It’s ambitious work, as so much research surrounding organoids is. And, as with other experiments utilizing this promising new type of brain model, it’s treading into unknown ethical territory.
“If these were liver organoids or gut organoids, I don’t think anybody would be concerned,” says Insoo Hyun, a bioethicist at Case Western Reserve University in Cleveland who isn’t involved in Muotri’s work. But cerebral organoids bring some big ethical questions to the table, specifically because researchers have a pretty good hunch that the cortex, the area of the brain that organoids represent, is key to self-awareness.
Normally, growing a brain organoid in the lab means the model is “basically a disembodied brainlike thing,” Hyun says. He likens it to a sensory deprivation chamber where there are no signals coming in and none going out. “But if you have signals that are coming into it, and you’re doing experiments to see how it reacts to stimuli, then you might be starting to give it a little bit of the necessary support it might need to develop some kind of awareness.”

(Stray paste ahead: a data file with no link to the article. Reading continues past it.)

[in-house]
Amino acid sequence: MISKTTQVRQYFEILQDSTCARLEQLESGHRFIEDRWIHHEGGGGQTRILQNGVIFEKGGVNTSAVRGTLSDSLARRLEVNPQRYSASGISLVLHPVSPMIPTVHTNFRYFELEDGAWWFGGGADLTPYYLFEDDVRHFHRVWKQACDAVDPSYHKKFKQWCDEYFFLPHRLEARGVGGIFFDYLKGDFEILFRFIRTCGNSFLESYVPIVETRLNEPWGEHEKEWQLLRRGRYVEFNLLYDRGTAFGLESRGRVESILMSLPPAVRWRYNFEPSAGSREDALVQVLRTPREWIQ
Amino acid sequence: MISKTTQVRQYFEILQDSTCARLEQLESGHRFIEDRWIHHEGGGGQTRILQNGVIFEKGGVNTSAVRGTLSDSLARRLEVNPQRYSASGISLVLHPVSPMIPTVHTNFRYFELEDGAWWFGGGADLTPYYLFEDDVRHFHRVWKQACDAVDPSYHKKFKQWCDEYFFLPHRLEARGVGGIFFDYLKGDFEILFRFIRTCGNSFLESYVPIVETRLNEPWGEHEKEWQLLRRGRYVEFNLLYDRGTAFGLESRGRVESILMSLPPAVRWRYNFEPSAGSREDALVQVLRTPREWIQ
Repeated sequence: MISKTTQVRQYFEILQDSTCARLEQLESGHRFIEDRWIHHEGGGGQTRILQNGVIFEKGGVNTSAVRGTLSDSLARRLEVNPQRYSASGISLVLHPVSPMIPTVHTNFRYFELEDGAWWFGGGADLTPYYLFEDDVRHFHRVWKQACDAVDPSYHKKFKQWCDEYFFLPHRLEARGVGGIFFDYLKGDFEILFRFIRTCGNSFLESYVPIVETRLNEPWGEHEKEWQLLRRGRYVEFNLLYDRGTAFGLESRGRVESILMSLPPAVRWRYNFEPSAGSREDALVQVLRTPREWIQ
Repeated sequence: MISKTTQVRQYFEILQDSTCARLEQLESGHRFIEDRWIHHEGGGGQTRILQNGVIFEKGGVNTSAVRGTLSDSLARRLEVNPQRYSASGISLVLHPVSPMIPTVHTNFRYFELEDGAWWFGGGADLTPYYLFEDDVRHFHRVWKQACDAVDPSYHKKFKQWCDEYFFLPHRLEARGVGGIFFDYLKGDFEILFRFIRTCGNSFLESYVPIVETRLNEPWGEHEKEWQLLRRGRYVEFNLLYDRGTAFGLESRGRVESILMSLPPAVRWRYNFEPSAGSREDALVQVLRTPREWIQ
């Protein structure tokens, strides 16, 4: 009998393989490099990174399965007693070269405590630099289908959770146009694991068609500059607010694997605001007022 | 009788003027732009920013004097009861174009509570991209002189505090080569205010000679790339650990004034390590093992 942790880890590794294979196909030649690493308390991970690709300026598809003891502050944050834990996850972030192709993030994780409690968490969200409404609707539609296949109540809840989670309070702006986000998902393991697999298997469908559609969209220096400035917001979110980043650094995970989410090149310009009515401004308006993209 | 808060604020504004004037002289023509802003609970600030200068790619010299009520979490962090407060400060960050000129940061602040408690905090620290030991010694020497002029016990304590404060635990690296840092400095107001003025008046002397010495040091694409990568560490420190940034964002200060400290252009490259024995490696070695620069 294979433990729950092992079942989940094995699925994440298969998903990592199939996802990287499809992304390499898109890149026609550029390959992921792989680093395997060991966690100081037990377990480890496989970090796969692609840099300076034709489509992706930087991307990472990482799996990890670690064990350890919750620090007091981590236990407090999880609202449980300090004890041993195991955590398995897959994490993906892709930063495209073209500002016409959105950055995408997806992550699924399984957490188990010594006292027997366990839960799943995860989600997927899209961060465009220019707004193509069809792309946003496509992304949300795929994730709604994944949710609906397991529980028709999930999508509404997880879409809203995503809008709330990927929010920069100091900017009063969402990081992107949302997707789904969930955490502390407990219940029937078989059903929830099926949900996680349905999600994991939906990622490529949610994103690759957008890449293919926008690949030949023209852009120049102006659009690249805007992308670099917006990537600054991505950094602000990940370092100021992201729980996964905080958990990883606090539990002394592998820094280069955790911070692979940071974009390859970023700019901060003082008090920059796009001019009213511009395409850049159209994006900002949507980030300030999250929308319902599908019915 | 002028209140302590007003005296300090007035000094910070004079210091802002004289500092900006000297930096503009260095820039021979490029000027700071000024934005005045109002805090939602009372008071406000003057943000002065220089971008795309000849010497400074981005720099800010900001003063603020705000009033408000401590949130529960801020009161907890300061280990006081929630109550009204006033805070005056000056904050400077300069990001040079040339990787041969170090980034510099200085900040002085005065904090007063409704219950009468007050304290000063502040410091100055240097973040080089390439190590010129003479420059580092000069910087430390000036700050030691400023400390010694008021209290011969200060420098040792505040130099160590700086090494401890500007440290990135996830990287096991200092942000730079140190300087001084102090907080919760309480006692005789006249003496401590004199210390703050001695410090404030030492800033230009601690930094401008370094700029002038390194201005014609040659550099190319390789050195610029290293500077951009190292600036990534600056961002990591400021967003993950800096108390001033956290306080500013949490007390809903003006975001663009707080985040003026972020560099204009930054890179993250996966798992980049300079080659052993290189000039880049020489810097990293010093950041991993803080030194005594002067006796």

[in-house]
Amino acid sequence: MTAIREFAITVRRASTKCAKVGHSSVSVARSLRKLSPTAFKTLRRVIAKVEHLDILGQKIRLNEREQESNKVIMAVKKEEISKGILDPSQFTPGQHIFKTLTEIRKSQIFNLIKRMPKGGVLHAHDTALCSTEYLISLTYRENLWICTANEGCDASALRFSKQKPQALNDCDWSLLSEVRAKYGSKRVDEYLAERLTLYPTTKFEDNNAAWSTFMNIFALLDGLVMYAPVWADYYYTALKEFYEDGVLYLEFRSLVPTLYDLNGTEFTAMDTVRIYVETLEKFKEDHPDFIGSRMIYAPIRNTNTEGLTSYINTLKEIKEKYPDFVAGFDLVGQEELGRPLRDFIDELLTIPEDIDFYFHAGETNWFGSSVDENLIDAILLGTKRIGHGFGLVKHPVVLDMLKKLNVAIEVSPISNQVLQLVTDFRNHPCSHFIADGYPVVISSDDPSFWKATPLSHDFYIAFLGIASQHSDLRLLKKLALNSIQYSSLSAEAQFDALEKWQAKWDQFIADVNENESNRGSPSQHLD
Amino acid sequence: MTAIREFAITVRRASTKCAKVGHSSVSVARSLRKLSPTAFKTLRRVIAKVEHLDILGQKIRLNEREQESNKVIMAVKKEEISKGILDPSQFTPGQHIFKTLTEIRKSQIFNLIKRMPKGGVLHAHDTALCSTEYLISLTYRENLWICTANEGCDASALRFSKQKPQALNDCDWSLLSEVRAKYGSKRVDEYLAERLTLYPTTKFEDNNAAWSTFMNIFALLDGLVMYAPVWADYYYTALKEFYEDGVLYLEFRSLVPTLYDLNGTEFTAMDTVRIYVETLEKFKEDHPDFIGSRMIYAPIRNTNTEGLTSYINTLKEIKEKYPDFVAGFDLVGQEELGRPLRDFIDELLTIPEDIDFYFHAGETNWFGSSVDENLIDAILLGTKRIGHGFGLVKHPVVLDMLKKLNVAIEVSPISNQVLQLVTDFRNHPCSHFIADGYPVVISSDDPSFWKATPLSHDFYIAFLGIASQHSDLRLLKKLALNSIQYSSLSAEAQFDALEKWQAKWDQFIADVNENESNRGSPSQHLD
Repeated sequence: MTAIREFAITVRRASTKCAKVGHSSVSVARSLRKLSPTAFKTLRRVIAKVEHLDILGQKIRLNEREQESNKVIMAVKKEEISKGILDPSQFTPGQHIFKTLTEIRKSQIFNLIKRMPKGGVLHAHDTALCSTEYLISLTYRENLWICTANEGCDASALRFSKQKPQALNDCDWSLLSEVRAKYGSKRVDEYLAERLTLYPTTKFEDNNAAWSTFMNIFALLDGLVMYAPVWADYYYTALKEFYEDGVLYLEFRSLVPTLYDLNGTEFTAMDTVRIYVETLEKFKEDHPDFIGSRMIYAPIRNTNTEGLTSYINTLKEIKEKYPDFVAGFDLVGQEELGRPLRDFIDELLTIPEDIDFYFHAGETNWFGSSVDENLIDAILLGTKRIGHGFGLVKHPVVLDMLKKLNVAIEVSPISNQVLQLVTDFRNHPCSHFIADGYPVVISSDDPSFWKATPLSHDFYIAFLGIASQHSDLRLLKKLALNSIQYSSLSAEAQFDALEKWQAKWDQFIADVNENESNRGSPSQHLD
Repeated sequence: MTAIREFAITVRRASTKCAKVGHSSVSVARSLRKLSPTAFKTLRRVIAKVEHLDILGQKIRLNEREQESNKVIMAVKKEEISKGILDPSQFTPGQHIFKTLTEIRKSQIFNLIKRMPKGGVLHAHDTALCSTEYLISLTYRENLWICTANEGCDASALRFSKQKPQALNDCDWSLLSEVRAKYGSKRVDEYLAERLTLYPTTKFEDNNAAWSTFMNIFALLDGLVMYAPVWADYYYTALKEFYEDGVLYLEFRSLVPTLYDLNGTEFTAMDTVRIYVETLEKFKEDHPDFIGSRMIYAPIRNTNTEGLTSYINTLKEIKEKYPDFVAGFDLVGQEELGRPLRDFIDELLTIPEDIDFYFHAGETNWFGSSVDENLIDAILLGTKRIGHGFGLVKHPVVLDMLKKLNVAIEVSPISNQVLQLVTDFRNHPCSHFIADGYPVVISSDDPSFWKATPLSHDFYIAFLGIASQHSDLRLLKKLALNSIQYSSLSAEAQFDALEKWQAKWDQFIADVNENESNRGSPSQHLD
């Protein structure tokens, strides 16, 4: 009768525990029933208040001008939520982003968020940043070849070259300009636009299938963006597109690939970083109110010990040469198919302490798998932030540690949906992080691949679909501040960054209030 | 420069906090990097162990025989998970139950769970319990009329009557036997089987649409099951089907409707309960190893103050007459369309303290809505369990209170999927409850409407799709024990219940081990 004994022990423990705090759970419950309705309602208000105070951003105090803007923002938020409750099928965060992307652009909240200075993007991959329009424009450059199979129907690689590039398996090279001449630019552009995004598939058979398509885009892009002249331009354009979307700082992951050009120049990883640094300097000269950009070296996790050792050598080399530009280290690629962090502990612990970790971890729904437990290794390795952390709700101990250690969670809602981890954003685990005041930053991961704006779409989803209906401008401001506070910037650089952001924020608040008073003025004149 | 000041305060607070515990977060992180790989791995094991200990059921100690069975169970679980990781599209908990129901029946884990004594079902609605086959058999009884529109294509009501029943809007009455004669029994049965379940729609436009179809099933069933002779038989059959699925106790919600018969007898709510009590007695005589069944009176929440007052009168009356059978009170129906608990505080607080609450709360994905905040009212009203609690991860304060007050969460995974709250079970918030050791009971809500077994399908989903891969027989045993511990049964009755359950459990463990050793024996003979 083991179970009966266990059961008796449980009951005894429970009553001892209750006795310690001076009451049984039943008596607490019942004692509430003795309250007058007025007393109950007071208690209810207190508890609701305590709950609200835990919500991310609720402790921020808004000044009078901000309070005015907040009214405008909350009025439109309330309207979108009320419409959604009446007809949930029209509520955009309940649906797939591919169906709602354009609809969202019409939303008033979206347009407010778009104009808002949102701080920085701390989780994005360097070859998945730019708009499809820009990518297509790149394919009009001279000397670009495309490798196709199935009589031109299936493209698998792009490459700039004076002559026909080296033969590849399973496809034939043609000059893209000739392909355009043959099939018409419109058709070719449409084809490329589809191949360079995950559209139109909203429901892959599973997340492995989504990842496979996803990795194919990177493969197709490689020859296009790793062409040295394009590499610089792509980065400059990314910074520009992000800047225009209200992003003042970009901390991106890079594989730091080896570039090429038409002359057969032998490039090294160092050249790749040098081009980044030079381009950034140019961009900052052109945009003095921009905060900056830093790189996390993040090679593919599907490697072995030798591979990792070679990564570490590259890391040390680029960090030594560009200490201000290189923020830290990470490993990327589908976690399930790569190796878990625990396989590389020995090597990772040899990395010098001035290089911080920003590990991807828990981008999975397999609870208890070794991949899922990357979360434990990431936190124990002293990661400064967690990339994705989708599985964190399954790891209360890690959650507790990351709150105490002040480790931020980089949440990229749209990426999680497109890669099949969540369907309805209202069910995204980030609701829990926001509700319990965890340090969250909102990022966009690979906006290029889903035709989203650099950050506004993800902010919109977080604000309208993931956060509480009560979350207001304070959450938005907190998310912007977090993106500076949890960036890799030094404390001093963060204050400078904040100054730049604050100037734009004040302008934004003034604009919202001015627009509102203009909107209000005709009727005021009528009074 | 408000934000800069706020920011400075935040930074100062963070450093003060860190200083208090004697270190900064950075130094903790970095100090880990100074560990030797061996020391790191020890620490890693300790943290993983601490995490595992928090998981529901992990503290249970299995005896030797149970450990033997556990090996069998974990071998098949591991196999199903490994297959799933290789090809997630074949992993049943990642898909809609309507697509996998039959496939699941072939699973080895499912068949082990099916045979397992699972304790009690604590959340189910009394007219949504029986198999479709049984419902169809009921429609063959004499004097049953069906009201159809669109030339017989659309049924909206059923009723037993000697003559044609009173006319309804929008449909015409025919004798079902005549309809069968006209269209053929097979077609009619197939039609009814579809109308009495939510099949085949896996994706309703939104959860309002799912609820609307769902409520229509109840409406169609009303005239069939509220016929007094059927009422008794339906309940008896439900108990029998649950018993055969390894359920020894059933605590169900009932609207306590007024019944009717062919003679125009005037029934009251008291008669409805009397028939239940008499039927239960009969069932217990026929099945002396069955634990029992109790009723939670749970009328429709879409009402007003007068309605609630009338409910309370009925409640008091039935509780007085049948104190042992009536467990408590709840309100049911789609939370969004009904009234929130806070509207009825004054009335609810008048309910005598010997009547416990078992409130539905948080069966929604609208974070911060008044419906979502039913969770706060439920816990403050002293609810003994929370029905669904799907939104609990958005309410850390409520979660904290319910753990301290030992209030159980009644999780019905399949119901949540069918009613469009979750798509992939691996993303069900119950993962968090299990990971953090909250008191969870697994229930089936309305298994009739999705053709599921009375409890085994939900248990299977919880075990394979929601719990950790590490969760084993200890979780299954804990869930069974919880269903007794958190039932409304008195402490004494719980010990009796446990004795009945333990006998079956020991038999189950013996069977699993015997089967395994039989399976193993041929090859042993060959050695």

And that potential for consciousness, to whatever degree it may manifest, makes it difficult to decide what the most ethical approach is to using cerebral organoids. It’s similar to the concerns that are popping up around AI and the potential of machine consciousness.
Muotri, too, has been grappling with these issues and how the public will react, collaborating with ethicists to get their take on the direction his lab is pushing brain organoid technology. So far, he says the experts he’s spoken with don’t seem too concerned.
“They are less worried than I would imagine,” he says. “I would have thought that the public would have a different perception — that these are live, organic networks that are now connected to machines and might dominate the world. But they think that the public will not see that. And I’m unsure. I don’t know.”